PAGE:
UCLA, too, doesn't have many scholarships to give overall. Right now it has 11 scholarship players for 2014-2015, with just one senior-to-be, Norman Powell. That means that any scholarship that UCLA gives to a transfer or 2014 spring signee, really, is one taken away from the 2015 class. So, in many ways, any 2014 prospect you would have to consider at least as good as any you would project getting in the 2015 class. In fact, in many ways, if you gave a scholarship to a transfer who would have to sit out due to transfer rules that player wouldn't be able to really impact on the court until the 2015-2016 season, just like a 2015 recruit. In some ways, though, a transfer might be preferable over a 2015 recruit, since you have seen him play in college, he'll be in your program for a year and able to practice before he's actually eligible.
What also might make a 2014 prospect, or a transfer who is immediately eligible (a grad transfer for instance), more attractive is that UCLA's roster for 2014-2015 season is a bit thin in the backcourt. There is Powell, Jordan Adams, Isaac Hamilton and Bryce Alford, but only Noah Allen after that, and it's still uncertain if Allen is capable of playing consistently at this level. So, having just three perimeter players going into a season wouldn't be good. UCLA was considered a bit thin last season, and that was with Kyle Anderson and Zach LaVine. So, that could make a transfer with immediate eligibility or a 2014 prospect more valuable.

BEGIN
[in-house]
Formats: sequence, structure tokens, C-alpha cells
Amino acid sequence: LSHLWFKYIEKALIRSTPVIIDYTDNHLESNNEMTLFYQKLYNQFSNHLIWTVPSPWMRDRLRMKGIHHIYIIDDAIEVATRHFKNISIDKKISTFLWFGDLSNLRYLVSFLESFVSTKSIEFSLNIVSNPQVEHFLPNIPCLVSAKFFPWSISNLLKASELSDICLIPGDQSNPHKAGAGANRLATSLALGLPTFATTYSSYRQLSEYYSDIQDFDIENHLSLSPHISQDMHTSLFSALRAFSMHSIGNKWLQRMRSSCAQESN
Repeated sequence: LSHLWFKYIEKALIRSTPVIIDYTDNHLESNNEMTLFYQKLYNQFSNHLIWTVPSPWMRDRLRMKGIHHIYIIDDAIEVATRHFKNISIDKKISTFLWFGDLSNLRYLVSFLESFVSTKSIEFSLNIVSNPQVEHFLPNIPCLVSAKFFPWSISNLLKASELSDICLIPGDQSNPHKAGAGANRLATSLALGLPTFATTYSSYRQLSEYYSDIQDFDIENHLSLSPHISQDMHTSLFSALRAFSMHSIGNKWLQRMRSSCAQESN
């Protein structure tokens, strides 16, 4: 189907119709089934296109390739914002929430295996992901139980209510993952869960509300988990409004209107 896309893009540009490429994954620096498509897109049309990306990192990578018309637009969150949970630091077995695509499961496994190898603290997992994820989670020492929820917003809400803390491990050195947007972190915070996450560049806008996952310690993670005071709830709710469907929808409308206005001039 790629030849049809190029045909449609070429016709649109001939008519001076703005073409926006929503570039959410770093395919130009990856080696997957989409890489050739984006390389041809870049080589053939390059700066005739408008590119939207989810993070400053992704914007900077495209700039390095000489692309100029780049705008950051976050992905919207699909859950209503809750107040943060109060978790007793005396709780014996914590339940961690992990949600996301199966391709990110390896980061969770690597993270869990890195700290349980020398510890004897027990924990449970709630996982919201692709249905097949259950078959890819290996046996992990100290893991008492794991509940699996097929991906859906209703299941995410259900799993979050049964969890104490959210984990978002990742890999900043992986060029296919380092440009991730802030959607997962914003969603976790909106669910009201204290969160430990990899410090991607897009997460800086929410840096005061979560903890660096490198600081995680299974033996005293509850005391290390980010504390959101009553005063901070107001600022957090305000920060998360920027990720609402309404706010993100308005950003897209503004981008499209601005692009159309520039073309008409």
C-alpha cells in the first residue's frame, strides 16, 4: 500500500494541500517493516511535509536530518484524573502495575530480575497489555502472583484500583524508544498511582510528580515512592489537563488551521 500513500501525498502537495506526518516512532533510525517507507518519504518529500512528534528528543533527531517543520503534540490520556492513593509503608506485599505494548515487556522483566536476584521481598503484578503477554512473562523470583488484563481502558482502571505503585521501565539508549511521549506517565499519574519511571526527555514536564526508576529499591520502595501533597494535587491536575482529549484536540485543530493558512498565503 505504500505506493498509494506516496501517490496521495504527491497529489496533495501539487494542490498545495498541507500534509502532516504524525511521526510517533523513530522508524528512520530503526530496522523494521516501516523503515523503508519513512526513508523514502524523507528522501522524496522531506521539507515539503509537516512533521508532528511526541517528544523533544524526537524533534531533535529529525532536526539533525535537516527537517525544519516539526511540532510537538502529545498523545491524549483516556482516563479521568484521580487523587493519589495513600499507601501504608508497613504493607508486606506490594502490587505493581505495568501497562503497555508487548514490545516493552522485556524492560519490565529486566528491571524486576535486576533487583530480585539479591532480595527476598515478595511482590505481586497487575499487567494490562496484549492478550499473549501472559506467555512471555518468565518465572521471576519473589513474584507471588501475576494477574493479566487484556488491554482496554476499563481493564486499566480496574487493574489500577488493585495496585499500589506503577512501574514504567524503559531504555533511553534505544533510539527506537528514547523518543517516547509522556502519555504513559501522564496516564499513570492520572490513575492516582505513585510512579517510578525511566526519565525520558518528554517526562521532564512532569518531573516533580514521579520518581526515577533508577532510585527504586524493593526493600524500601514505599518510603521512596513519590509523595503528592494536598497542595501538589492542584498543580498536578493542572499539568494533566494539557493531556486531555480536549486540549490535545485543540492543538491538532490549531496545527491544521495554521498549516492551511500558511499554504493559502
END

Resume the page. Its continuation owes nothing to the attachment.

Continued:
There is, too, that UCLA could have some scholarships open up for the 2015 class due to players transferring out of UCLA. We aren't basing this on any information but merely on logic – that Allen could be a transfer candidate. With a wave of talented frontcourt players coming in from the 2014 class, too, we would have to speculate that Wanaah Bail might get passed over in terms of playing time and consider leaving. The timing of a potential transfer is always tricky, too, since UCLA is recruiting the 2015 class now through fall, but it might not know if a current player wants to transfer until next spring.
You would have to bet that Adams will opt to leave after next season, his junior year. He considered it this year and you'd have to think he'd be more prepared to leave in a year, even if his draft stock doesn't improve dramatically.
So, UCLA has two scholarships currently open, and will get one when Powell graduates, so that's three for the 2015 class, with the possibility of more. Again, it's tough to recruit this way, trying to anticipate how many will be open, or how many more might be open, but you'd have to think that UCLA will recruit like it expects Adams to leave, and perhaps with one more scholarship opening up.